The Adventures of Huckleberry Finn by Mark Twain

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Chapters 34 and 35 Summary and Analysis

New Character
Nat: a slave who brings food to Jim

Tom uncovers the secret of Jim’s whereabouts on the Phelps Plantation by observing one of the slaves bringing watermelon, along with other food, to a nearby hut. Since he would not be feeding watermelon to dogs, it follows that someone must be in the hut. The door to the hut is locked, and Uncle Silas holds the key. Sure that the prisoner must be Jim, Huck and Tom begin immediately to make plans to rescue him. Huck’s plan is easy. He suggests they steal the key out of Uncle Silas’s pants pocket, release Jim, and take off down the river on Huck’s raft. Tom criticizes the plan for being “mild as goosemilk.” Knowing they will do it Tom’s way no matter what Huck proposes, he gives in to Tom’s elaborate plans.

Huck is still wondering why a respectable, kind, and intellegent boy like Tom would stoop so low as to steal Jim out of slavery. He tries to stop him, but Tom says he knows what he is doing.

After dark they examine the hut and plan the rescue. Huck suggests several simple and practical methods such as having Jim climb out of a high window or sawing a hole in the cabin the way he had done when he escaped from Pap. Tom, however, holds out for some complicated method that would take twice as long. They finally decide to spend a week digging him out.

When they arrive at the house, Huck simply pulls the latchstring and walks in through the door. This is not romantic enough for Tom, however, who enters by climbing the lightning rods. He finally makes it after three tries and several painful falls.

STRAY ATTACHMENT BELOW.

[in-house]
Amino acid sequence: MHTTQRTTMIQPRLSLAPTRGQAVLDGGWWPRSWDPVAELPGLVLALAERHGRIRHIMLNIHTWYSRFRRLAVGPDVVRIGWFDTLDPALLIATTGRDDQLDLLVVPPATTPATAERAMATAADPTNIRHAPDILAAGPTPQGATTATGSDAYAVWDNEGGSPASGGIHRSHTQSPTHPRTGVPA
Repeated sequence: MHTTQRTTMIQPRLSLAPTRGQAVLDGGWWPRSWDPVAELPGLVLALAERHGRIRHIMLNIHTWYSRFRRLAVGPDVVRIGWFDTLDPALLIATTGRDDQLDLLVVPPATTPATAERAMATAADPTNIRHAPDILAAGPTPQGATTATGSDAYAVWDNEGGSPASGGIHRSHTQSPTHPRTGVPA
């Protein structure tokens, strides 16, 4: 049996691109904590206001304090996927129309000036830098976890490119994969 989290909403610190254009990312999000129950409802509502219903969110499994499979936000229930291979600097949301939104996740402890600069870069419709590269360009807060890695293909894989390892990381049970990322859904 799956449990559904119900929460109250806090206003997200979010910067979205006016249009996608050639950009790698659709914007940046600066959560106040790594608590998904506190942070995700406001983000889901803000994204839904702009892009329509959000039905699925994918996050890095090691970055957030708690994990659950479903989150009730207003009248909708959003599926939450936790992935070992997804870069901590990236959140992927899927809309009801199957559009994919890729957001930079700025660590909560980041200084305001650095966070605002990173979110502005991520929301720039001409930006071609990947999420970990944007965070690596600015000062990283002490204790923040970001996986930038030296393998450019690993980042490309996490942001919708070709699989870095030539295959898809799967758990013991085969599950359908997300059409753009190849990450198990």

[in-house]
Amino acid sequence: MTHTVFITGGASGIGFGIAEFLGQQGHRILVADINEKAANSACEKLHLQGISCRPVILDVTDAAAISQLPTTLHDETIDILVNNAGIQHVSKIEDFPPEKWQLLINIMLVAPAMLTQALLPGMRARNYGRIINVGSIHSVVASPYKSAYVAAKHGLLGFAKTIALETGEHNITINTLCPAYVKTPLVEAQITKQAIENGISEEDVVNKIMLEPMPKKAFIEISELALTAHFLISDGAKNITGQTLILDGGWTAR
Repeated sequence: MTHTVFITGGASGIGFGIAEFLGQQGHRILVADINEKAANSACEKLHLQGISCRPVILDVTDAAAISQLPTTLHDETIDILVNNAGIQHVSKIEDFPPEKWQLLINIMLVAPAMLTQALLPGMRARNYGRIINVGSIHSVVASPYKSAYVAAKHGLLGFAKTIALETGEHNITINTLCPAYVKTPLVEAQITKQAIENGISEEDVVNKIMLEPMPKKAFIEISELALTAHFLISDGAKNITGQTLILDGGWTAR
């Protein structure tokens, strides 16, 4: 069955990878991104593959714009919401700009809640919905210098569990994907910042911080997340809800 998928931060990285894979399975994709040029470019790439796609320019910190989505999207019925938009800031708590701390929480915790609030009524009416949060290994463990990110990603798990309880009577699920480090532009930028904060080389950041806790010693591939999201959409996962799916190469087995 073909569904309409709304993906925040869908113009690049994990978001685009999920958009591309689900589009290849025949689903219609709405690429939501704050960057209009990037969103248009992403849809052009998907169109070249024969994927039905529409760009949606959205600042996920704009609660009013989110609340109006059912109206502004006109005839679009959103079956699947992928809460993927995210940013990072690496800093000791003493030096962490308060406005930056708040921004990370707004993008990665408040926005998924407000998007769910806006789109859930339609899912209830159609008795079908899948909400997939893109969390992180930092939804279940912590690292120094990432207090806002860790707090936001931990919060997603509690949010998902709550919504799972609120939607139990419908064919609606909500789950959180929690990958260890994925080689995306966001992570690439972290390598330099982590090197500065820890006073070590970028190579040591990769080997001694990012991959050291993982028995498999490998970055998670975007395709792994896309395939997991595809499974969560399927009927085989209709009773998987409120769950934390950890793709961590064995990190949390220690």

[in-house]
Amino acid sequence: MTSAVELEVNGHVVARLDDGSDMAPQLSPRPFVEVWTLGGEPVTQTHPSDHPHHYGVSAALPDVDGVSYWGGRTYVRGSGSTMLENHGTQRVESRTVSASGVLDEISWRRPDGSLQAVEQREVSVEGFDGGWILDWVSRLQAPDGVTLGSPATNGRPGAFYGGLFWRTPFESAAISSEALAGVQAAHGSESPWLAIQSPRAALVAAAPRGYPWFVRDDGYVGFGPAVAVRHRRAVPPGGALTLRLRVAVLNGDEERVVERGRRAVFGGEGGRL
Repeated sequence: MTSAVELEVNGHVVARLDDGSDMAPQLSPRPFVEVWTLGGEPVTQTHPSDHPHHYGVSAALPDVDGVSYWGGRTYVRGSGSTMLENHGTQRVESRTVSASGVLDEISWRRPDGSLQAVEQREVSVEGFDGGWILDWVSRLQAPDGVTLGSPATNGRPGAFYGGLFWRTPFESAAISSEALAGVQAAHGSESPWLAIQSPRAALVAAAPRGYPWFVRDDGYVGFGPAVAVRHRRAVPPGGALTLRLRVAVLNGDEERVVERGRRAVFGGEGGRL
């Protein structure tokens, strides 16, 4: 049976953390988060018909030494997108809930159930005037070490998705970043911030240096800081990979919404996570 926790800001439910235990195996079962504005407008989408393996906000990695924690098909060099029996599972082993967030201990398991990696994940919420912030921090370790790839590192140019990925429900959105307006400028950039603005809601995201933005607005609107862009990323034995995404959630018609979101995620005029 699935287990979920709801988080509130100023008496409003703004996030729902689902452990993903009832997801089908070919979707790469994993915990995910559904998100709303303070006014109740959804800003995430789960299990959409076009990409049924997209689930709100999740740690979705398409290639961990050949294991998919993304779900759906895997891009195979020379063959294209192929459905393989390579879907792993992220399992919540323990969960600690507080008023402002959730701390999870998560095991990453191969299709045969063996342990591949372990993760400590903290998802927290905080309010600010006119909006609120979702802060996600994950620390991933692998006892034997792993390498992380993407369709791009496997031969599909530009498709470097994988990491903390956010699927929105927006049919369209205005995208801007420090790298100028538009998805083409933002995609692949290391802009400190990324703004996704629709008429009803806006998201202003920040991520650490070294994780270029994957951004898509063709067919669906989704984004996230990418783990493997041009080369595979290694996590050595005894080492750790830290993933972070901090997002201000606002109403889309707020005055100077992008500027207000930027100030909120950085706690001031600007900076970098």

In the morning they go down to the slave cabins to befriend the dogs so that they will not bark at them while they are digging Jim out. They meet the man who brings food to Jim. He naively invites them to come and see his prisoner. Jim, surprised and happy to see them, blurts out the boys’ names. The man asks Huck and Tom whether Jim knows them, but they flatly deny it. They convince him that the witches are causing him to hear things. When they get a chance they whisper the plan of escape to Jim. He squeezes their hands in gratitude and promises to pretend they are strangers from now on.

Tom, disgusted that the plan of escape is too easy, is constantly trying to “invent all the difficulties.” He wishes for a watchman to drug, or a dog to give a sleeping mixture to. Though one could easily slip the chain off the bedpost, Tom wants to saw the leg off Jim’s bed to remove the chain. He goes so far as to consider amputating Jim’s leg to get the chain off.

Instead of picks and shovels, Tom insists on digging him out with case knives because he has read about this in books. He also insists that the escape should take thirty-seven years. They need to hurry though, for when Mr. Phelps hears Jim is not from New Orleans, he will probably advertise him. They decide to “let on” or pretend that they had been at it for thirty-seven years. Huck tries to bring Tom...

(The entire section is 1,096 words.)